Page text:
A 160-year-old charity employing blind and disabled workers could see as a boost in employment following a visit from a minister.

Clarity in Jubilee Avenue, Highams Park, is one of the UK's longest-running social enterprises and has been employing, training and supporting people with disabilities since 1854.

Factory staff were given a special visit yesterday (September 14) when minister for civil society, MP Rob Wilson dropped by and watched first-hand the production of a new luxury soap range, The Soap Co.

The Reading East MP sat down with Clarity's chief executive Jeremy Robinson, and Peter Holbrook, the CEO of Social Enterprise UK, to discuss future expansion projects, including the possibility to stocking its luxury soap products in the Houses of Parliament.

As part of the government's manifesto pledge to halve the employment gap for those with and without disabilities, Mr Wilson has promised to try and increase the number social enterprises that the government purchase from.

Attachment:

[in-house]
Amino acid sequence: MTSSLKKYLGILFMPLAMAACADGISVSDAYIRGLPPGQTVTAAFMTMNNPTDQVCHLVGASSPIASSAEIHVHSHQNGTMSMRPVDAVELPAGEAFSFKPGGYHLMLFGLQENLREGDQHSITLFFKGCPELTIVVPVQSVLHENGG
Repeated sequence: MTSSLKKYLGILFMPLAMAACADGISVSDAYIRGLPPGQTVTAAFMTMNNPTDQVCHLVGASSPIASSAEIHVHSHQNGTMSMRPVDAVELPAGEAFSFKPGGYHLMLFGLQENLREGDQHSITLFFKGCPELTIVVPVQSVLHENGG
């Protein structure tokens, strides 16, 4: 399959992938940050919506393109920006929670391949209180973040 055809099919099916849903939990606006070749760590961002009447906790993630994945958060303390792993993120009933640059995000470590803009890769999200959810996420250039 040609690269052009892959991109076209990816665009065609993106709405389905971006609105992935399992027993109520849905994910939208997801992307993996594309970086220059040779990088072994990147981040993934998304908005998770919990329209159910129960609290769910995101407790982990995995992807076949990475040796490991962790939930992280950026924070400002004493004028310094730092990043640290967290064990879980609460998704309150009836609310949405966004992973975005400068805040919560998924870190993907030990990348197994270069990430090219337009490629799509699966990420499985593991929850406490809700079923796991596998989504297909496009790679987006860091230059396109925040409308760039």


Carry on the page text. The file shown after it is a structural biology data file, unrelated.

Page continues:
Mr Robinson, said: "If we manage to supply our new range into the Houses of Parliament, this will give us a massive boost in terms of profile.

"All sales of our products translate into job creation so anything that helps one thing directly helps the other."

A total of 70 out of 80 people employed at the Highams Park factory, are disabled.

The range of handmade products include black poppy & wild fig, citrus, and white tea bar soaps, hand washes and lotions.